It's still essential to build a connection when you're interviewing virtually, and it will help you stand out from other candidates. One of the best ways to do this is to research the company and your interviewer heavily, so you can find common interests or talk about where the company is going and why you're excited about the opportunity to join.
7. Be authentic
Virtual interviews are a rare opportunity to sell yourself in a relaxing, familiar environment entirely under your control. Use the opportunity to show the interviewer who you are, why you're the best person for the job and your passion for the company.
Recruiters look for candidates who understand the company culture and are a good fit for it, so make sure to use your body language, facial expressions, and research to convey why you're authentically passionate about the opportunity.
8. Follow up
After your interview, you need to send a follow-up email to thank the interviewer for their time and reinforce why you're the best fit for the position. Follow-up emails also allow you to answer any additional questions the hiring manager may have.
Make sure you mention something you found interesting from your conversation to show that you actively listen and have soft skills.
Related: Follow-up email examples for after the interview
Tips for nailing a virtual interview
- Have a clean, uncluttered background: You don't need to rearrange your room. Use a spot free of distractions. A cluttered environment will pull attention away from you. If necessary, a simple virtual background can help.
- Invest in lighting: Recruiters need to be able to see you and your body language when you're in a virtual interview. For a simple fix, avoid having a light source behind you and light yourself from the front. Proper lighting ensures the interviewer can see you and your face.
- Don't forget about audio: Video has two significant elements: picture and audio quality. While lighting is important, audio is as important, if not more. Several studies have shown that if the video's audio quality is terrible, people tend to react negatively toward the video content as a whole. Audio quality is why it's best to use earphones or headphones with an external mic rather than your computer's built-in microphone.
- Frame your video properly: The interviewer wants to see you, not what's behind you, so frame your video correctly. A good rule of thumb is to have your eyes at the two-thirds level of the image.
- Test your Internet connection: A poor connection makes it near impossible to have a good interview, no matter how much you prepare. To ensure your Internet is stable, ask the people you live with to avoid using it while you're interviewing.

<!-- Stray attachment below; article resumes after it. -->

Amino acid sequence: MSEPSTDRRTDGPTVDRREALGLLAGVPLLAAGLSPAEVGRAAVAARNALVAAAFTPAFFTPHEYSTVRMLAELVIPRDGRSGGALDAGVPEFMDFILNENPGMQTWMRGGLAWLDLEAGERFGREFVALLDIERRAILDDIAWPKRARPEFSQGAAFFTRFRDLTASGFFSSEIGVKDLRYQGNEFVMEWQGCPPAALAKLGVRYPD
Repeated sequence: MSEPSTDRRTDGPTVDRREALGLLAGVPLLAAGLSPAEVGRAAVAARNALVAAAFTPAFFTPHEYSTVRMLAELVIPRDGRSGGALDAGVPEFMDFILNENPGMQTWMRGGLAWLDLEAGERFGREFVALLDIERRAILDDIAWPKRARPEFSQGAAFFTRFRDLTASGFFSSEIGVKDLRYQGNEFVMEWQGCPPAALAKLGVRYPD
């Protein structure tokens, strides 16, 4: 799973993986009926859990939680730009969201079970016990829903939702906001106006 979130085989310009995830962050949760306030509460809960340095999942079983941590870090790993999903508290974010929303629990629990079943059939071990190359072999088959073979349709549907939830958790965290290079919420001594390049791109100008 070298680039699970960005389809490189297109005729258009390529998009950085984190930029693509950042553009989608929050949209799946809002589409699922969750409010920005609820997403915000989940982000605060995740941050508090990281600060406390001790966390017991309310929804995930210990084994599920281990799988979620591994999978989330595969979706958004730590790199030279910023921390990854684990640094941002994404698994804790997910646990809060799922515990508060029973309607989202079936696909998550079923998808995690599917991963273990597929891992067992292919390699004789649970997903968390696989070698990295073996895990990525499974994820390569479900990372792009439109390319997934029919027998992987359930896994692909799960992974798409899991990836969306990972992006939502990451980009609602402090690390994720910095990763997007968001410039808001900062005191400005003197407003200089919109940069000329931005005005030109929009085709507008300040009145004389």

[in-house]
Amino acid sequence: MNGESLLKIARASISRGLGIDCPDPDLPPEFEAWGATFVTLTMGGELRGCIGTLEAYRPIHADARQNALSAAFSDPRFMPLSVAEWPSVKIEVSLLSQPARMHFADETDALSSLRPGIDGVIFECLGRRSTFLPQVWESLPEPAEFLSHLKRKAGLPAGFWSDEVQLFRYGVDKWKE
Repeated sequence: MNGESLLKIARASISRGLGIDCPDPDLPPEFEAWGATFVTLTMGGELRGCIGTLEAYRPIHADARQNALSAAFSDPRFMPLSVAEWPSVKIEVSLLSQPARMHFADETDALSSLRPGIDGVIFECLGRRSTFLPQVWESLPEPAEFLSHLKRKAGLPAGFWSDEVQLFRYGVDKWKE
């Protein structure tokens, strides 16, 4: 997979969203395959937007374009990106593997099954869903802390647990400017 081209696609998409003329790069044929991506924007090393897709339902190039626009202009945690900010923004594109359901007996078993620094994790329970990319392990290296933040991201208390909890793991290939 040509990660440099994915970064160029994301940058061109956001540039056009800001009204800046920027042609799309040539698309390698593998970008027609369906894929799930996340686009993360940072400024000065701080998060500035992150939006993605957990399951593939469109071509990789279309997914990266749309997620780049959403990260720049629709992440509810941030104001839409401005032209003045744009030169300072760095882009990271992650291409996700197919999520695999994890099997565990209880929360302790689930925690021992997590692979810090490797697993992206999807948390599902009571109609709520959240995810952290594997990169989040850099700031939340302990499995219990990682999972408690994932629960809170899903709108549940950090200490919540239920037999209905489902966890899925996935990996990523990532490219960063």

- Master the platform: Become an expert in whatever video conferencing platform your interviewer plans to use. If you haven't used it before, download it ahead of your interview and ask a friend or family member to conduct mock calls. Not only will this help you get comfortable with the technology, but it'll also help you prepare for any issues that are unique to the platform.
- Keep notes handy, but don't rely on them: It's common for interviewers to use behavioral interview questions, which is why it's essential to prepare for behavioral interviews and have examples of your most impactful work. Create a printout of your STAR method answers that you can glance at during the interview. However, make it your goal to use them sparingly, as it can distract the interviewer if you're constantly referring to your notes.
- Stay calm: If you're feeling overwhelmed or need to take a moment to think about a question, the interviewer will understand. Just say, "Can I take a moment to prepare my answer?" The hiring manager will appreciate your ability to think under pressure.
- Practice your pace: It's better to speak a bit slower than average when you're interviewing over video. Speaking slower ensures that what your saying isn't missed if your Internet connection temporarily slows, and it can help you appear more confident.
- Move your body: When we speak to people in real life, we tend to gesture with our hands and shift our body language to support what we say. However, we tend not to move as much on video.
- Look at your camera, not your screen: It's counterintuitive, but maintaining eye contact on video means looking at your webcam and not the person on your screen.
- Ask questions: Hiring managers expect you to have questions, so make sure you prepare. Asking questions shows you have a genuine interest in the interviewer, their inquiries, and what it would be like to work at the company. Read our guide on the best questions to ask in an interview if you need inspiration.
- Find common interests: Most companies will tell you who you'll be interviewing with ahead of time. You have their name, so you can and should, Google them. Look at their background and social media accounts to see what they're interested in and bring it up in your conversation. Engaging with your interviewer as a person is one of the best ways to stand out.
- Show up on time: Log in to the video conferencing software a few minutes early. Showing up on time is one of the easiest things you can do to start your interview off on the right foot.
- Dress for success: Make sure you look polished and professional. Dressing well helps make a great first impression with your interviewer and helps you feel more confident.
- Practice common interview questions: Try to anticipate the interviewer's questions and practice your responses. For example, there's a good chance the interviewer asks questions like: "Where do you see yourself in 5 years?", "Do you have any questions for me?" and "What is your greatest weakness?"